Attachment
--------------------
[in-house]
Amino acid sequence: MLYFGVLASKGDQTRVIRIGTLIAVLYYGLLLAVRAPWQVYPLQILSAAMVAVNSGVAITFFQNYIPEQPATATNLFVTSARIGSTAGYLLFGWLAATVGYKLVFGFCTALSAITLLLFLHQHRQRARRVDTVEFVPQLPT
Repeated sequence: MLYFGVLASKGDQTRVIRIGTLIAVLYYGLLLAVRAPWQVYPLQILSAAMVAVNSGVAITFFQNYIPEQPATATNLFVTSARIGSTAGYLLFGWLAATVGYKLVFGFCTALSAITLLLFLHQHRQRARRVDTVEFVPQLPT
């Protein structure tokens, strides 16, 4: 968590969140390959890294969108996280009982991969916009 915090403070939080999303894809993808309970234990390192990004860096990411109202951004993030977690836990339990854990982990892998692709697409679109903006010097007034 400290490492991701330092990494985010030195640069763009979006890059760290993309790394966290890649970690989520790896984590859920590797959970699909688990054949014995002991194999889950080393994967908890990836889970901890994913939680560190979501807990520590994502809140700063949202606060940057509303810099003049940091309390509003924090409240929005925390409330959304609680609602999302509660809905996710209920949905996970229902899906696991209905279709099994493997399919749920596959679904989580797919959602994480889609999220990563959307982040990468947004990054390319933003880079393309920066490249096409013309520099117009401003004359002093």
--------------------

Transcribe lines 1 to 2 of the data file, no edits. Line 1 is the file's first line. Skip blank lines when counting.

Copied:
[in-house]
Amino acid sequence: MLYFGVLASKGDQTRVIRIGTLIAVLYYGLLLAVRAPWQVYPLQILSAAMVAVNSGVAITFFQNYIPEQPATATNLFVTSARIGSTAGYLLFGWLAATVGYKLVFGFCTALSAITLLLFLHQHRQRARRVDTVEFVPQLPT